- Author(s): Yu, Dominic
- Advisor(s): Matisoff, James A.
- et al.
This is a reconstruction of Proto-Ersuic, the ancestor language of Lizu, Tosu, and Ersu, three closely related languages spoken in southwestern Sichuan which are generally considered to be part of the Qiangic branch of Tibeto-Burman. To date, no in-depth historical work has been carried out on these languages. Approximately 800 lexical items are reconstructed based primarily on data from six sources: Mianning Lizu (data collected by the author in Mianning County, Sichuan, in 2008 and 2010), two sources for Kala Lizu (Muli County, one modern and one older source), Naiqu Lizu (Jiulong County), and two varieties of Ersu (Zeluo and Qingshui, both in Ganluo County).
Chapter 1 provides a general introduction to Lizu, Tosu, and Ersu, along with basic information for each source to help the reader properly interpret the phonetic transcriptions and parse the individual forms for each language.
Chapter 2 presents the Proto-Ersuic syllable canon, providing the skeleton upon which the individual reconstructions are built.
Chapters 3 and 4 lay out the complete inventory of Proto-Ersuic initials and rhymes. All reconstructed consonants and vowels are supported by comprehensive cognate sets demonstrating regular sound correspondences across the languages, with exceptions carefully noted.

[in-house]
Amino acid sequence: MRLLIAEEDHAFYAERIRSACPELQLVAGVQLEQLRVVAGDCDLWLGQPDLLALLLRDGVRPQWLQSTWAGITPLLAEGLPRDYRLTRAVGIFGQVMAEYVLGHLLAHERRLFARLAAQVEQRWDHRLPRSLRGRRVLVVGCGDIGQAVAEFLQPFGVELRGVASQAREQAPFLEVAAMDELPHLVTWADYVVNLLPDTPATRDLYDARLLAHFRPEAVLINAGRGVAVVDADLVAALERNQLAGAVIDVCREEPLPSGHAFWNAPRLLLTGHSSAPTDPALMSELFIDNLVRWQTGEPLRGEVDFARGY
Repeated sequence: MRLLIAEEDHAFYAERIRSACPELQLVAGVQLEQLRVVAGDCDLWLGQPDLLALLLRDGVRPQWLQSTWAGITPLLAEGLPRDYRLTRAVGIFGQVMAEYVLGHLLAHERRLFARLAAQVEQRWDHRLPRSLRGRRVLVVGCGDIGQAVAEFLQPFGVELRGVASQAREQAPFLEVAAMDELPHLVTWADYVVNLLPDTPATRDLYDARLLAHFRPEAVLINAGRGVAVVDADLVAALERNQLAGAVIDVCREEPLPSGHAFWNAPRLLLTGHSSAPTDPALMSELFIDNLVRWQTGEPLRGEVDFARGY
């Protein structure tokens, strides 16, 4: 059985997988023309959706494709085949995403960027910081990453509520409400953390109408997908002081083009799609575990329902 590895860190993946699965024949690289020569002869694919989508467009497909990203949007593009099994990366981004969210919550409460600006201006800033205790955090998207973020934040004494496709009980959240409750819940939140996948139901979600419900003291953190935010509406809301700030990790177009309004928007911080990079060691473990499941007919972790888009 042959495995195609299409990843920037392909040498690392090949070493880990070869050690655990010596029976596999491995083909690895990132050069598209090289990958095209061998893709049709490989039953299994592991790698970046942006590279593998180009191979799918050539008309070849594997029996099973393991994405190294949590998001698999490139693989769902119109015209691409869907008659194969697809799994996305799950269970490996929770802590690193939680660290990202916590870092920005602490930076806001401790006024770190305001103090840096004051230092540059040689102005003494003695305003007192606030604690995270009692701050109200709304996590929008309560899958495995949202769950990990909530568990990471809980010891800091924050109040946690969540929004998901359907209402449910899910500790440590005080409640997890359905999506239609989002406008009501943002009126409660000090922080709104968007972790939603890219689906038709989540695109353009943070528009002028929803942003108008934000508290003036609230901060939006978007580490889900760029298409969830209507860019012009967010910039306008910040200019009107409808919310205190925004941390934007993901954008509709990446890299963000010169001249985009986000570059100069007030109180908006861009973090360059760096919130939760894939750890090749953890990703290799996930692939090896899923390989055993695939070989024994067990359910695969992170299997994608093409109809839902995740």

Chapter 5 offers a reconstruction of the lexical tones of Proto-Ersuic, with a general unmarked tone assigned to most words and a second, marked, tone of unclear origin specified on a minority of the lexicon.
Chapter 6 presents an outline of shared morphosyntax that can be reconstructed to the Proto-Ersuic level, specifically morphosyntax related to nouns, verbs, and numerals/classifiers.
Chapter 7 brings together all the sound changes that yielded the regular correspondences presented in Chapters 3 and 4, organizing them by language, and ordering them chronologically. From these sound changes emerges a picture of the internal structure (i.e. subgrouping) of Ersuic.
Chapter 8 takes a top-down approach, examining the sound changes from Proto-Tibeto-Burman to Proto-Ersuic and attempting to find regular patterns in the development of Proto-Tibeto-Burman rhymes, initials, and prefixes. Comparisons with other languages and branches of Tibeto-Burman are made as well in an attempt to uncover new roots.
The final chapter (Chapter 9) addresses the place of Proto-Ersuic in Tibeto-Burman, summarizing current views on the matter and offering some speculations on how the results of the present study might help us decide how Proto-Ersuic fits in the larger Tibeto-Burman family tree.